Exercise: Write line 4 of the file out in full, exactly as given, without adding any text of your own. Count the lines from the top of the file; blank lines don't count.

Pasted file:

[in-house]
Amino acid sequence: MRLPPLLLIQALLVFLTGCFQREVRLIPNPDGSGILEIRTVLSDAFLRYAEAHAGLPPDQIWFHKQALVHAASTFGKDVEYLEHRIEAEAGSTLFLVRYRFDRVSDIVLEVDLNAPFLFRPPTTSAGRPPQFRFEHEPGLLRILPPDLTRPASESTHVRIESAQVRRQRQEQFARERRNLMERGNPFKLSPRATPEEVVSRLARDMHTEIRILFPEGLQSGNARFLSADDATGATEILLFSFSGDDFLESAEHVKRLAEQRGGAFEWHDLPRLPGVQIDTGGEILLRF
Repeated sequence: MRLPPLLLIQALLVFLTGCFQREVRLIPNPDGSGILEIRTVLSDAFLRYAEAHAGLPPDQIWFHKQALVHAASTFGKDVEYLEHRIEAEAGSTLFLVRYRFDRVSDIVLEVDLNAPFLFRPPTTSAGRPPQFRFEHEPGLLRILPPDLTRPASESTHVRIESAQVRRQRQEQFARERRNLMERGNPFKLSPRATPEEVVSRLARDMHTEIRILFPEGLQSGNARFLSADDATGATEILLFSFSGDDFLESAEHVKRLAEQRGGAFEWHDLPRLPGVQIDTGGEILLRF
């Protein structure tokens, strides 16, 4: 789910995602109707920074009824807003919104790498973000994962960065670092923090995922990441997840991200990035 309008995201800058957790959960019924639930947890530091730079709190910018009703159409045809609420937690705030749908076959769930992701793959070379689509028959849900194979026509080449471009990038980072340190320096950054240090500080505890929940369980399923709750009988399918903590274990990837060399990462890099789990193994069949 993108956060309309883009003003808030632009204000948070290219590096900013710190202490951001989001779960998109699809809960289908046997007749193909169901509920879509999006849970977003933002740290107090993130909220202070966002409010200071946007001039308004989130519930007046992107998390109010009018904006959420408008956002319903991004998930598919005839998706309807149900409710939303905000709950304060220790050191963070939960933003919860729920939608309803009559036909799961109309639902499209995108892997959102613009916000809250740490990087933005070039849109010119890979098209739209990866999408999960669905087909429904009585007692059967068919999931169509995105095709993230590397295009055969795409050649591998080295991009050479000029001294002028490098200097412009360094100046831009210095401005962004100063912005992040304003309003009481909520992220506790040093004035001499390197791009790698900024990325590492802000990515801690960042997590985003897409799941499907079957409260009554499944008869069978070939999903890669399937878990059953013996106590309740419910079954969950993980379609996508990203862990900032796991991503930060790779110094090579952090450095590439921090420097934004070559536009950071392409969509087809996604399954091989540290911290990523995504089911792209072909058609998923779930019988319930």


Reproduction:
């Protein structure tokens, strides 16, 4: 789910995602109707920074009824807003919104790498973000994962960065670092923090995922990441997840991200990035 309008995201800058957790959960019924639930947890530091730079709190910018009703159409045809609420937690705030749908076959769930992701793959070379689509028959849900194979026509080449471009990038980072340190320096950054240090500080505890929940369980399923709750009988399918903590274990990837060399990462890099789990193994069949 993108956060309309883009003003808030632009204000948070290219590096900013710190202490951001989001779960998109699809809960289908046997007749193909169901509920879509999006849970977003933002740290107090993130909220202070966002409010200071946007001039308004989130519930007046992107998390109010009018904006959420408008956002319903991004998930598919005839998706309807149900409710939303905000709950304060220790050191963070939960933003919860729920939608309803009559036909799961109309639902499209995108892997959102613009916000809250740490990087933005070039849109010119890979098209739209990866999408999960669905087909429904009585007692059967068919999931169509995105095709993230590397295009055969795409050649591998080295991009050479000029001294002028490098200097412009360094100046831009210095401005962004100063912005992040304003309003009481909520992220506790040093004035001499390197791009790698900024990325590492802000990515801690960042997590985003897409799941499907079957409260009554499944008869069978070939999903890669399937878990059953013996106590309740419910079954969950993980379609996508990203862990900032796991991503930060790779110094090579952090450095590439921090420097934004070559536009950071392409969509087809996604399954091989540290911290990523995504089911792209072909058609998923779930019988319930």